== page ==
So what's the trick to getting this unorthodox combination to work? The secret is to add the basil in its uncooked form, but only after the soup has been removed from its heat source. After the soup has cooled for a few minutes, it's then puréed in the blender along with the rest of the ingredients.

While cooking basil might very well release its essence, it also changes its flavor & pungency. You see, basil tends to become slightly bitter if cooked for too long. That might very well be fine for a tomato sauce or an Italian soup, but it won't work very well for savory soups that require lighter & crisper flavors to balance out any potential "sharpness" or intensity. Cooked basil is just too overwhelming in this case. Sure, lemon juice may brighten the flavor of soups, salads, & pastas, but it's not a fix-all. ;)

The reasoning for the above method is simple: This way, the crisp cool flavors of the fresh basil can remain intact & can then bring out the crisper notes of these other herbs. Simply put, the object for the above method is to lighten & brighten the flavor of the soup.

This is the exactly same reason a Malbec is used. Unlike the sharp, oaky flavors of CabernetMerlot, or Syrah/Shiraz, Malbec is one of the crisper, more balanced French red wine varietals. When added to a complex soup like this, it's a pairing that really works wondrously well. Malbec grapes require more time in the sun (they need the extra heat to mature), and this, in turn, produces wine that is rich, dark, dense, juicy, full-bodied, & vibrant. It's a clean-tasting wine that's well-structured but smooth. Just perfect for a soup that already has a lot going on. :)

The specific wine I chose, Altos Las Hormigas Malbec 2007, was produced by an Argentine vineyard, as are many Malbecs these days. Argentina, and in particular the region around Mendoza, (where this specific wine is from), is making a name for itself as the source of some of the finest Malbecs ever made. The terrain is ideally suited for Malbec, allowing for the production of complex wines that rival those of Napa or Bordeaux.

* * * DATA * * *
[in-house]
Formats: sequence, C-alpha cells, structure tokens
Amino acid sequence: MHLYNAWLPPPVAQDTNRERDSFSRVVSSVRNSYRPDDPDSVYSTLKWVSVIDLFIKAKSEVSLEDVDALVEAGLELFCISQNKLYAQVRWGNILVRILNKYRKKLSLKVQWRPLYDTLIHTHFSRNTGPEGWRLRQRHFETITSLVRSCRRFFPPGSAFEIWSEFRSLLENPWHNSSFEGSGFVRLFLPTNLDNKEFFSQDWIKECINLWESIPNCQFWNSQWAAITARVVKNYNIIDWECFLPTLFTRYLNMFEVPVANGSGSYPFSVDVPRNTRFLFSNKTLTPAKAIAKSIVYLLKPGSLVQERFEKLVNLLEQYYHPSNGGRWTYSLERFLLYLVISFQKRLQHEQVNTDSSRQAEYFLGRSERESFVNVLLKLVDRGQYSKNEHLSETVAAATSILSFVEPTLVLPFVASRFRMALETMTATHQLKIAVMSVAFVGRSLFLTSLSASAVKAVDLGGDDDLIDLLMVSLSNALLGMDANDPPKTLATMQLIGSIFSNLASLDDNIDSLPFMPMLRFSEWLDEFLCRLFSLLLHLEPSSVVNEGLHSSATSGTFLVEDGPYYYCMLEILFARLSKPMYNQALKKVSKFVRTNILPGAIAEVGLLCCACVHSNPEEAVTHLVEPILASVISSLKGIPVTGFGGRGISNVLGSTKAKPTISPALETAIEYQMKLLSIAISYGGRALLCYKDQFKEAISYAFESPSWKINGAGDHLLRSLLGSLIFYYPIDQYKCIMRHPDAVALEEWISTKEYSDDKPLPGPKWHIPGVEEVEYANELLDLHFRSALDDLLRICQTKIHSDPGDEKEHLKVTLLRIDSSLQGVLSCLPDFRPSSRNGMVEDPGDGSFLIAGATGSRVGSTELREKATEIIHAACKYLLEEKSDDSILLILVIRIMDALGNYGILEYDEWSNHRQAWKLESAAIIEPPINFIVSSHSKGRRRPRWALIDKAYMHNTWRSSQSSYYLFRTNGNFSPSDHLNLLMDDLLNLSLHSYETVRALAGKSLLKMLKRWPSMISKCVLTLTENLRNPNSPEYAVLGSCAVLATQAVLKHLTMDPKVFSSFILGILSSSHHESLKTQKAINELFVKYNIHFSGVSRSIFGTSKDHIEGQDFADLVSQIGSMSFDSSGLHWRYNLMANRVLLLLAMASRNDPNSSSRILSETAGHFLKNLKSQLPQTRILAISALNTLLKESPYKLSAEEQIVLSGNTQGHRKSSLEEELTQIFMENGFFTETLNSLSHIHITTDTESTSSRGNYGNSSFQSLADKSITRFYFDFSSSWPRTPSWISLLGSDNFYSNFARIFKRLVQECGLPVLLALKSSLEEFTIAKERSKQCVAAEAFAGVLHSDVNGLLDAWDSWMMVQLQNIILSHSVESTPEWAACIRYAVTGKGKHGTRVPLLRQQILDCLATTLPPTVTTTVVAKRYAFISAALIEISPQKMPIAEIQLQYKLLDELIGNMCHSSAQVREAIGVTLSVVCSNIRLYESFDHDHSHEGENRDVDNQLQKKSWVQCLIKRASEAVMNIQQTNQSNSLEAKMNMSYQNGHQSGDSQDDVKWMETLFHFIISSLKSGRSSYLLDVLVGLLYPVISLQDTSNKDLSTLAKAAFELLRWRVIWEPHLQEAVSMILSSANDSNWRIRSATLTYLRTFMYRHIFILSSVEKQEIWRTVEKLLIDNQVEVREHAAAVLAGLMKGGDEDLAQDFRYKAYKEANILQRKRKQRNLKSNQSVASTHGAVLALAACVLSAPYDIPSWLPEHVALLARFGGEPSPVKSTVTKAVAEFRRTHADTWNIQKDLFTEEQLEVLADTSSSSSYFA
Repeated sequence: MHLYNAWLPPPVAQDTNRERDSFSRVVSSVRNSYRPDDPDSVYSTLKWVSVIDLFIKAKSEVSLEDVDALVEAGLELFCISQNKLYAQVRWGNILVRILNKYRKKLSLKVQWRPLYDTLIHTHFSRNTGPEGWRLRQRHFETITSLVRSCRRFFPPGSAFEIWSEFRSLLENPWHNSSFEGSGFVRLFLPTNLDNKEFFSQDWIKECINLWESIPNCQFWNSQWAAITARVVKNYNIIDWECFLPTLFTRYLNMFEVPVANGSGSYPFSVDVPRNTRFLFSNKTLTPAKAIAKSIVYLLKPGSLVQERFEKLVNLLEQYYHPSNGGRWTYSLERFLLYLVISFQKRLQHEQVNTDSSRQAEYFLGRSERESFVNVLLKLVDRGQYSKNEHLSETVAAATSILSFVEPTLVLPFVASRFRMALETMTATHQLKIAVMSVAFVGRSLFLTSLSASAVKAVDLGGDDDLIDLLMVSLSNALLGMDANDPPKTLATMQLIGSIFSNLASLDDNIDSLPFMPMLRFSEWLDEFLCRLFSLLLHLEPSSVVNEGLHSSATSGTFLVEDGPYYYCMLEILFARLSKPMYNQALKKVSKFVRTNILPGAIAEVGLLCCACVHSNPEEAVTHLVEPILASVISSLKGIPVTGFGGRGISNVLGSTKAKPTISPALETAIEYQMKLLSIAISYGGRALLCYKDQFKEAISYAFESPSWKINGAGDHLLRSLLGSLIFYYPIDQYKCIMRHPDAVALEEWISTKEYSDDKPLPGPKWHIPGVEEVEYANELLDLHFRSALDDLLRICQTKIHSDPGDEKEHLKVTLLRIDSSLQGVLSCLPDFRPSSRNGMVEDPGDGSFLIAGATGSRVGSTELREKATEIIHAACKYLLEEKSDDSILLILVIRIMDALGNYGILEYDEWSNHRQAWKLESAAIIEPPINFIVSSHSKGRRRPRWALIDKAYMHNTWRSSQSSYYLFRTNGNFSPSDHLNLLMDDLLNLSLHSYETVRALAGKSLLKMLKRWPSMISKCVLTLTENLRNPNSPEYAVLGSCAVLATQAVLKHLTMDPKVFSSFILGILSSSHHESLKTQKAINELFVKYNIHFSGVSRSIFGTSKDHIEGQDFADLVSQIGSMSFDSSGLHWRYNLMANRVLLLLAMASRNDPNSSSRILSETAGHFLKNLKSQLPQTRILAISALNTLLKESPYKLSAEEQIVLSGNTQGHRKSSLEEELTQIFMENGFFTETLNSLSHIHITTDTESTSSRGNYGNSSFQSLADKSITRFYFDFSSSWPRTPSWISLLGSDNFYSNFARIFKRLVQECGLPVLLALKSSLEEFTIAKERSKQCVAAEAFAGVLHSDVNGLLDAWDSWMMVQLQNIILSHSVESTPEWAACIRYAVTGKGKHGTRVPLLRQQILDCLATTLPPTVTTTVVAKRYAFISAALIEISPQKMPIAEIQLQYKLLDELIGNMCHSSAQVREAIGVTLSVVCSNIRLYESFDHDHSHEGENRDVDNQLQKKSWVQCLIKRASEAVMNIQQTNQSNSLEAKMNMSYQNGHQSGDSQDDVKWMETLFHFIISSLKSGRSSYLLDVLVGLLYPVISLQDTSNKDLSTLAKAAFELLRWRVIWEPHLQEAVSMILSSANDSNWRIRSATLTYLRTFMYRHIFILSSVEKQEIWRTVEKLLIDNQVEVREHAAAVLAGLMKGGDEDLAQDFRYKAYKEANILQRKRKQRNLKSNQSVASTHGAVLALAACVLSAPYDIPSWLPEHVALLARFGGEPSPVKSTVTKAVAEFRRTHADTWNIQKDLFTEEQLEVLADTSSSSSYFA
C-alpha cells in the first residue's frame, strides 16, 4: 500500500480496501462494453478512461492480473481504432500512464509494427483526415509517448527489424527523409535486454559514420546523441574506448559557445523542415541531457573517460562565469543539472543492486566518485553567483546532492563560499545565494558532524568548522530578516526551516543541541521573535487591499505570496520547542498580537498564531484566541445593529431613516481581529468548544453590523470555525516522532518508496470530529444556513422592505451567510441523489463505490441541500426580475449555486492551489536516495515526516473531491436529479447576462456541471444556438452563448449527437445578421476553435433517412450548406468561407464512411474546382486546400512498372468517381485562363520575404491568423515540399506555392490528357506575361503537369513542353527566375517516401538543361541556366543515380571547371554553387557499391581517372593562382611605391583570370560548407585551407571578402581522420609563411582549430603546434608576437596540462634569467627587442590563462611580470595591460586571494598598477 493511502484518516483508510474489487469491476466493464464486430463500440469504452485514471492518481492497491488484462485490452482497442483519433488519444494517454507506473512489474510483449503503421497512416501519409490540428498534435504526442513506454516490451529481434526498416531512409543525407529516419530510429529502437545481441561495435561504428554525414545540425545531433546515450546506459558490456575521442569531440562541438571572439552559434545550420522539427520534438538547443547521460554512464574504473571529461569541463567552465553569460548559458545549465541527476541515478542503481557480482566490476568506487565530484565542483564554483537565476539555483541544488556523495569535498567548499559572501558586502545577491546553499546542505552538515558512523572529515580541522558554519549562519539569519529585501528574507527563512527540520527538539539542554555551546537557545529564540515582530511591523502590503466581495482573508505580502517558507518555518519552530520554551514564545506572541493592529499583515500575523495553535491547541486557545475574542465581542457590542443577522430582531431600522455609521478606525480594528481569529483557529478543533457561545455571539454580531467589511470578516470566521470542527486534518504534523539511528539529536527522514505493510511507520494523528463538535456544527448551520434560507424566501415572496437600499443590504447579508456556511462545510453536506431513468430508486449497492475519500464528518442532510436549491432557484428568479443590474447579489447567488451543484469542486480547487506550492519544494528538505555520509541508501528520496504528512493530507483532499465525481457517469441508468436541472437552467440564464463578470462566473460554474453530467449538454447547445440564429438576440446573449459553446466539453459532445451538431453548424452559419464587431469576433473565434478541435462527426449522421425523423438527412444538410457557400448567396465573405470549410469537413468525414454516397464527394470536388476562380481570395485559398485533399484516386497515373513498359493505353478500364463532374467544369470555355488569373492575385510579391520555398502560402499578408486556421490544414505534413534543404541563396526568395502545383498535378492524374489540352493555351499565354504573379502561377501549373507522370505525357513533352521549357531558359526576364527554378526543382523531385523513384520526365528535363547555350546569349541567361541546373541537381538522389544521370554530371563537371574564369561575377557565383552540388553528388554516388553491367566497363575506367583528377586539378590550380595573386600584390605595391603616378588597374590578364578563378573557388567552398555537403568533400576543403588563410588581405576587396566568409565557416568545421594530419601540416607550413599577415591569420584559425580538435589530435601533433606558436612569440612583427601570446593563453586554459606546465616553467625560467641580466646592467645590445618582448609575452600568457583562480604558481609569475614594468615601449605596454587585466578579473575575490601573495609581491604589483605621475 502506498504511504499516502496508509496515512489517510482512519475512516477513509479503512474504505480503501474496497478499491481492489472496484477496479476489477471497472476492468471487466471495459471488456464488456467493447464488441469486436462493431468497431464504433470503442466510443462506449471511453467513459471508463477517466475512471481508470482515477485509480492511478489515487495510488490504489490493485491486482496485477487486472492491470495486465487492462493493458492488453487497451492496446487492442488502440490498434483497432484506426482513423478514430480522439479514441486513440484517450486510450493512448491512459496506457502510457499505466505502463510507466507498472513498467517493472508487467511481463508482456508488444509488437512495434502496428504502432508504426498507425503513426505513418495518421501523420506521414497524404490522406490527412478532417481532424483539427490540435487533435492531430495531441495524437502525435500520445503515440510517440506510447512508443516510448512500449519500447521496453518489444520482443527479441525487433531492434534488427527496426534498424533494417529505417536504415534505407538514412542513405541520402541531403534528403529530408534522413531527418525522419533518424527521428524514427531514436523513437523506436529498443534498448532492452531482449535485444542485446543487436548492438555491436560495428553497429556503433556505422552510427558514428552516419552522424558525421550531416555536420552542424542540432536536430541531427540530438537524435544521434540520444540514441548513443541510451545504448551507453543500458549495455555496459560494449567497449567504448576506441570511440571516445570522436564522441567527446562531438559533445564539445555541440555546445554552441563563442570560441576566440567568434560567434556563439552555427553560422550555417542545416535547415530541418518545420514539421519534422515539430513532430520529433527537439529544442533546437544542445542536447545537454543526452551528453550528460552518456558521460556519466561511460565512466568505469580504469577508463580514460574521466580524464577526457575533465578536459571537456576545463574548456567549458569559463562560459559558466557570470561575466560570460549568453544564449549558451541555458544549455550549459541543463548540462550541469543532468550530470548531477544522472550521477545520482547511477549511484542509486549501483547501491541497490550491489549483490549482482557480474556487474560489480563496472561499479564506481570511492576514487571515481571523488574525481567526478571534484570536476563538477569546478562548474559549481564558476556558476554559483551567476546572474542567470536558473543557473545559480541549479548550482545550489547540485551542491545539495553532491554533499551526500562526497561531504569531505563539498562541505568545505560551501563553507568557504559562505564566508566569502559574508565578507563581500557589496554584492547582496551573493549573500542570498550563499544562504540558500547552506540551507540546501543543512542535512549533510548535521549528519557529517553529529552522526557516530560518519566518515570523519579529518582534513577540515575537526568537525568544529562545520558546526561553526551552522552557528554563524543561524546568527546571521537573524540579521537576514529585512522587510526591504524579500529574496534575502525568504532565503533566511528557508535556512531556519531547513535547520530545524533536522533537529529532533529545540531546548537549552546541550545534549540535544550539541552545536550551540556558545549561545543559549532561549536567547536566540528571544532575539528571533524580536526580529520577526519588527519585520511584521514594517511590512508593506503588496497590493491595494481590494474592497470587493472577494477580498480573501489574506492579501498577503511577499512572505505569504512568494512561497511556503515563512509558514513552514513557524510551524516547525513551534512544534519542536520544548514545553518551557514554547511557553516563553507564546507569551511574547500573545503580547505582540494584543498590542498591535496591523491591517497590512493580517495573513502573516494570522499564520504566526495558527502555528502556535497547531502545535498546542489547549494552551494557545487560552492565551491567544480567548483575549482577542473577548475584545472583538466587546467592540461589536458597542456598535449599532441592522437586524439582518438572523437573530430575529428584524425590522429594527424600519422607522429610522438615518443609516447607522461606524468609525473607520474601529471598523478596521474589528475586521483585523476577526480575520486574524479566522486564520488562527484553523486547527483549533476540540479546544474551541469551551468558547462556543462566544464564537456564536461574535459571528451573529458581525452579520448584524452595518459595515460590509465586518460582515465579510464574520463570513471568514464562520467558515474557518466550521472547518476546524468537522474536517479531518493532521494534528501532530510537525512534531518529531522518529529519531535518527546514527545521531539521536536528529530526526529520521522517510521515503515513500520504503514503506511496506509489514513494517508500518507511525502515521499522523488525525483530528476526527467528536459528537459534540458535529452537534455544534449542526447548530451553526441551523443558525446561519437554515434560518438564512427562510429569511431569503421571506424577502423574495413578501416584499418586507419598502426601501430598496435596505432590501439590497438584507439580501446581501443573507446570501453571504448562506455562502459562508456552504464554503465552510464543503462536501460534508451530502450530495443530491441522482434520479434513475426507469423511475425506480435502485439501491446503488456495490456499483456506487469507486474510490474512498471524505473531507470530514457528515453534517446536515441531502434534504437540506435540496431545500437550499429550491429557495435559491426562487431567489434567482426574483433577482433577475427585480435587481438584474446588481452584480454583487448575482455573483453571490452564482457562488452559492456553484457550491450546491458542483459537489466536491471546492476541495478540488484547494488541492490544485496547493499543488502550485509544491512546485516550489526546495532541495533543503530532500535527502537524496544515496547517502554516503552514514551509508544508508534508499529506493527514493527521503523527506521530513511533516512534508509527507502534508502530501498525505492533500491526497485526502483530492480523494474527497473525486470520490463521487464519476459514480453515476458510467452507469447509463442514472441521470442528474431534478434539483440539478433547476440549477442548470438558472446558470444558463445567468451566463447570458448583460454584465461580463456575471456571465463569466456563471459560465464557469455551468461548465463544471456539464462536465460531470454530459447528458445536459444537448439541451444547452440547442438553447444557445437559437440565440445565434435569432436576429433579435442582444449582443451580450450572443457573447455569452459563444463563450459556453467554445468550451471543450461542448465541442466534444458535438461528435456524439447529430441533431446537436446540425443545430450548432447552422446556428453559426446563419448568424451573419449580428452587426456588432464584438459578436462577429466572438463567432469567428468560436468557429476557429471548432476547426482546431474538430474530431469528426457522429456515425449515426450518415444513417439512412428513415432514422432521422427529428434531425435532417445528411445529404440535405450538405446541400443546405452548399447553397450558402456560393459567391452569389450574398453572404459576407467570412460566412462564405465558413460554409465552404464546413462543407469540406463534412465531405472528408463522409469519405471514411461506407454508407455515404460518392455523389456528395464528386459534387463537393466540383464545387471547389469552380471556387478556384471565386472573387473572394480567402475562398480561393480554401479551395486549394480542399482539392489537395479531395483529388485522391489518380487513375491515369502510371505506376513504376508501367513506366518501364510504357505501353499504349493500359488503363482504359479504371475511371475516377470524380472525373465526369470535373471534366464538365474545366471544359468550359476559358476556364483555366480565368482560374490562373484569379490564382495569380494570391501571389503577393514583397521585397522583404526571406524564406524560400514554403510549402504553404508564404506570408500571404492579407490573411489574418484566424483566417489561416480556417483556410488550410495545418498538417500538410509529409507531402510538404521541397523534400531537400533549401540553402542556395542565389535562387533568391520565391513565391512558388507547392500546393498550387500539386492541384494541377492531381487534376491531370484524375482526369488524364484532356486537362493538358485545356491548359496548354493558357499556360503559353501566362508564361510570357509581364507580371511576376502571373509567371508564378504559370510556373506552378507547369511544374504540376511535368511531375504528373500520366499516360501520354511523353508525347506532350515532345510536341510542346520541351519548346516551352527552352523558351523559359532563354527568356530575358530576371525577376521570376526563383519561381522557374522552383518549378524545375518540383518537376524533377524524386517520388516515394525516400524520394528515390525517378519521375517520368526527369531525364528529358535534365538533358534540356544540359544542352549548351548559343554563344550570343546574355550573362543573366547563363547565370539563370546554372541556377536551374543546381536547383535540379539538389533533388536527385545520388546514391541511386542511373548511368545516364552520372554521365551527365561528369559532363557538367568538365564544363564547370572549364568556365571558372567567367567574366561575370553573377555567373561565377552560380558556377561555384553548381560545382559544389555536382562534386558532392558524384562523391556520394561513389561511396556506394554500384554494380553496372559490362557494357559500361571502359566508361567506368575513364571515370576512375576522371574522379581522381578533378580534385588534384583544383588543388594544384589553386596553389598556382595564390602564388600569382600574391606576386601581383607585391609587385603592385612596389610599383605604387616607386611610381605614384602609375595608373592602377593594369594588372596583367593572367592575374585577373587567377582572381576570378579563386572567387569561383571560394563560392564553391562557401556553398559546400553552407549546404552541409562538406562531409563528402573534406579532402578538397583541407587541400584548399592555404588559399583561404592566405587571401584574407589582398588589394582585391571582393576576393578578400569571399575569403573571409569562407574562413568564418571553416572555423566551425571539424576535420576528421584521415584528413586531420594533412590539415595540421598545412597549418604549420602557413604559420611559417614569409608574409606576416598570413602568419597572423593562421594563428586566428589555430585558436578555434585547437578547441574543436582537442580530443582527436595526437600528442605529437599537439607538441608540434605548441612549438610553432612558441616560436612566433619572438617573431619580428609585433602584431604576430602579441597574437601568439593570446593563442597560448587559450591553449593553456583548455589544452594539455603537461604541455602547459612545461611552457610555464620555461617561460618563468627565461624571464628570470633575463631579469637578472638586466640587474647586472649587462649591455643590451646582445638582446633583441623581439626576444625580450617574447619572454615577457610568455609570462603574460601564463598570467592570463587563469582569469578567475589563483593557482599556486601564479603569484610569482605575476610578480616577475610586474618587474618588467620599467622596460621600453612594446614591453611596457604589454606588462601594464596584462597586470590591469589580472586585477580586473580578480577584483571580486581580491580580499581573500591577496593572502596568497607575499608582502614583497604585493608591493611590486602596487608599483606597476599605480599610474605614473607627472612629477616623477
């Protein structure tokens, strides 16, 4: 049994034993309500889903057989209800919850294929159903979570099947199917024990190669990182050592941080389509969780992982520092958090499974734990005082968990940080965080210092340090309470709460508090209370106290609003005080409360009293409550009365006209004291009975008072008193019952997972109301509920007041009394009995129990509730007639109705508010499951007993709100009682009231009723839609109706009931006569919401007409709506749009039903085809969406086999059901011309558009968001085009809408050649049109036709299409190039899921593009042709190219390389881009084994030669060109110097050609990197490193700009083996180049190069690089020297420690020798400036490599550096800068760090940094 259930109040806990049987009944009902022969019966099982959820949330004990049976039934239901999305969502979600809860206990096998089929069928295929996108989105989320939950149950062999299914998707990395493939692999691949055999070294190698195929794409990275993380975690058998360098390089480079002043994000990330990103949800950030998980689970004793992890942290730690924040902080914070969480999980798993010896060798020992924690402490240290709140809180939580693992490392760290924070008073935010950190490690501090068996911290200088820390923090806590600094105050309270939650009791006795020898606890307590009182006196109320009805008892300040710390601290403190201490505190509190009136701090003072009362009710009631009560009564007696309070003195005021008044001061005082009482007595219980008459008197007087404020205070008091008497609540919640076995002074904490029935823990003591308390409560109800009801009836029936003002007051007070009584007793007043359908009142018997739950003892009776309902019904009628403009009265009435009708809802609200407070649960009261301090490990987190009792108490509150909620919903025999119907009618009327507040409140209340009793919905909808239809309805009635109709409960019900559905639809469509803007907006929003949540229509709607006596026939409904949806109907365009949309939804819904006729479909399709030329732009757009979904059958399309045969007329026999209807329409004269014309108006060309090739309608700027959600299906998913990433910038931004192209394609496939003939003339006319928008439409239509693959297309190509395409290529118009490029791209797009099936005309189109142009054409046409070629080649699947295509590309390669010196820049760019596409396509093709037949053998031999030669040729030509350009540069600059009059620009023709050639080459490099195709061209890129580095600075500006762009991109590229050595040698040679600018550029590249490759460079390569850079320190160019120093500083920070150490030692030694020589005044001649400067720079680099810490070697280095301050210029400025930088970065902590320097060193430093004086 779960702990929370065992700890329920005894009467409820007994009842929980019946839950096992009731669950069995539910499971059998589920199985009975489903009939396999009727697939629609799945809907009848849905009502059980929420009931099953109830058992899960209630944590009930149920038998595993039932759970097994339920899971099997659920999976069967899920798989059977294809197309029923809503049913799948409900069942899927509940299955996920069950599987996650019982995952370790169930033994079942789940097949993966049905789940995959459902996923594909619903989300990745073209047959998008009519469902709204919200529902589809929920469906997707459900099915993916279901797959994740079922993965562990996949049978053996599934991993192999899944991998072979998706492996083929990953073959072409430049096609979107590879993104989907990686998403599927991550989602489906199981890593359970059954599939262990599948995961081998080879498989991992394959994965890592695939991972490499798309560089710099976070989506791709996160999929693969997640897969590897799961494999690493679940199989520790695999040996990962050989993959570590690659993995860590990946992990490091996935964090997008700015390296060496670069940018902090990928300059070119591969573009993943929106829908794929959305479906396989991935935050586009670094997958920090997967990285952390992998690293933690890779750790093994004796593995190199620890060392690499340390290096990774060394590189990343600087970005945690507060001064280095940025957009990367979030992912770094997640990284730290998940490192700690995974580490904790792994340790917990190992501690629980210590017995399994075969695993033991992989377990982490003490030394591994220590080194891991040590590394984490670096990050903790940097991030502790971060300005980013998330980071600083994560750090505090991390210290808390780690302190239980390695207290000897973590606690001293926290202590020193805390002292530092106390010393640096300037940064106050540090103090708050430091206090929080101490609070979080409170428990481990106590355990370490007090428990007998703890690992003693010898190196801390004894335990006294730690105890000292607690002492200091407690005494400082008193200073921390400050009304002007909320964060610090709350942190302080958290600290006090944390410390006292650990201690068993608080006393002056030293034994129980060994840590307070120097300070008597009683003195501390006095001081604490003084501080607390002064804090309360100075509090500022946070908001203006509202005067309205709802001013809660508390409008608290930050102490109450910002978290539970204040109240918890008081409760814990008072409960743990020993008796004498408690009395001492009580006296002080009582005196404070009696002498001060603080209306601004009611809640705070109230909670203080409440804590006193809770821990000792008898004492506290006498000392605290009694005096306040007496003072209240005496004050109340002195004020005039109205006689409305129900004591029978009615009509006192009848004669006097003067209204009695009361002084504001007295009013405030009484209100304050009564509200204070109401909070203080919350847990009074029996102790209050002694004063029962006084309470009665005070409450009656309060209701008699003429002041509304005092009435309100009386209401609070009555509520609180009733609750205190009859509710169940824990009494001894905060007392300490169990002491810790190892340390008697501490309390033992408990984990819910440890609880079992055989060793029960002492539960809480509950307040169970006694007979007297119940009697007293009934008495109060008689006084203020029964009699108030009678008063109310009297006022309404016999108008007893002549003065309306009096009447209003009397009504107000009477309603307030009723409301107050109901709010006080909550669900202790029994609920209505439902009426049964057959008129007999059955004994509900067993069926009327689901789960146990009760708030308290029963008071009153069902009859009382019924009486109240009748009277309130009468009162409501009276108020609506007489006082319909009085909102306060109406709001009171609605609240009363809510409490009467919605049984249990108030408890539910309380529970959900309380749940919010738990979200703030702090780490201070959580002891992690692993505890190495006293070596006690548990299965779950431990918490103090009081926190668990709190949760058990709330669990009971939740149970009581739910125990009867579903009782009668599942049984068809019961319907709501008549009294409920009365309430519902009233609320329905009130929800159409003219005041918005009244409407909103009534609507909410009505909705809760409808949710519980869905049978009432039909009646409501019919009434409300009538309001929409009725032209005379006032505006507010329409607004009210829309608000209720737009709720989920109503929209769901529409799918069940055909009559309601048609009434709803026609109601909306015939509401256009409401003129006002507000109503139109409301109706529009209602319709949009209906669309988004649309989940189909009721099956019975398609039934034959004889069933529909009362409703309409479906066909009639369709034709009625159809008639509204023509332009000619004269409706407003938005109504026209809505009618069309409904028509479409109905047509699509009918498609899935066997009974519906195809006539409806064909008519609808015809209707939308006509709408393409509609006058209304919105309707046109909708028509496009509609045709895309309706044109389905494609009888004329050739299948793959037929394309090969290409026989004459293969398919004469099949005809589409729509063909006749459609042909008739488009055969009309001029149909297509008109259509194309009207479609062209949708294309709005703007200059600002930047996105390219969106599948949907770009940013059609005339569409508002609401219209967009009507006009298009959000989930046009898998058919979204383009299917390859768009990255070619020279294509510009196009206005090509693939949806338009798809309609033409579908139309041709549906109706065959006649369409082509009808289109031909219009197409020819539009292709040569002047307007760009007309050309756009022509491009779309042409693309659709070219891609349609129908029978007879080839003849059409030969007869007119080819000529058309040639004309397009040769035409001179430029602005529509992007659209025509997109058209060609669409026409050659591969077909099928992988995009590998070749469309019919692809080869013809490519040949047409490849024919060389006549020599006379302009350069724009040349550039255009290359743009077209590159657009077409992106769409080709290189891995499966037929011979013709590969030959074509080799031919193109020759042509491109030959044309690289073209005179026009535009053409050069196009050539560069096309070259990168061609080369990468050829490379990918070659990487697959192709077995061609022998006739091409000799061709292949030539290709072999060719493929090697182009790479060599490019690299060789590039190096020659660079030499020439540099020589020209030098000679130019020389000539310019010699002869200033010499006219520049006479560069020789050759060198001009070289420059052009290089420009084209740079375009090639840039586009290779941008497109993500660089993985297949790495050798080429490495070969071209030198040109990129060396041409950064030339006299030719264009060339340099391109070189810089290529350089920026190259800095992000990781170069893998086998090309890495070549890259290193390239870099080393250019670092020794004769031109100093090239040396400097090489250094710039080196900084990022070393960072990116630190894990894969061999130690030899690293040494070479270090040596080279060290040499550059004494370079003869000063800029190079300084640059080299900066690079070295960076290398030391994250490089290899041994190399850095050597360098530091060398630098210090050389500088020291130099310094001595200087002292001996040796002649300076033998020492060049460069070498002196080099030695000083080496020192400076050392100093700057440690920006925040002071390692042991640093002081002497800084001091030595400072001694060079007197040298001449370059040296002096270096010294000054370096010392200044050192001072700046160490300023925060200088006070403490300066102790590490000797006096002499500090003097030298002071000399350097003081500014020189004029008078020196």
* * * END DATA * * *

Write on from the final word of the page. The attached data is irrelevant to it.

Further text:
This dry, velvety, & midweight wine, even with all its richness, is actually one of the lighter Malbecs. While it contains ample tannins, they are surprisingly polished & well submerged. The predominant flavors of red & black berries are layered with peppery & plum notes, & a hint of spice.

The bottom line is this: It's a decent, affordable wine that complements the soup, both as an ingredient and as a beverage to serve with the meal. :) If you don't want to take my word for it, you can check out its many favorable reviews: It was rated 89 (out of 100) points by The Wine Advocate and 88 (out of 100) points by The Wine Spectator, & was also recommended by the wine critics at The WSJ. And the beauty of it all: It cost me only a mere $11. :-D (It goes to show that, if you pay attention, you can get some decent wines without breaking the bank.)

All in all, it's a very gratifying experience when all of the elements of a recipe merge together so seamlessly like this that it's almost like the recipe magically created itself. :)

And now you have some insight into various types of considerations that go into the recipe-writing process. ;) It's part "science & logic," and part "soul & senses." ;)

Tomato-Carrot Soup with Parsnips & Fresh Herbs

1 Tbsp. extra virgin olive oil
2 large, fresh bay leaves
1 c. yellow onion, peeled & sliced into 1/4" thick crescent-shaped slivers (about 1/2 small onion)
1 c. leeks (white parts only), sliced crosswise into 3/8" thick rounds (about 1 small whole leek)
1 Tbsp. garlic, peeled & very finely minced (about 2 large cloves)
2 c. baby carrots, sliced crosswise into 1/2" thick rounds (about 28 baby carrots)
1/3 c. parsnips, peeled & diced (about 1 large parsnip)
1 c. celery, diced(about 4 medium-sized stalks)
1/2 c. Malbec (i.e., French red wine varietal)
8 c. water
1/2 c. tomato paste
1/2 tsp. salt, or to taste
1/2 tsp. ground black pepper, or to taste
1/2 c. fresh dill, very finely minced & densely packed
1 Tbsp. fresh tarragon leaves, very finely minced & densely packed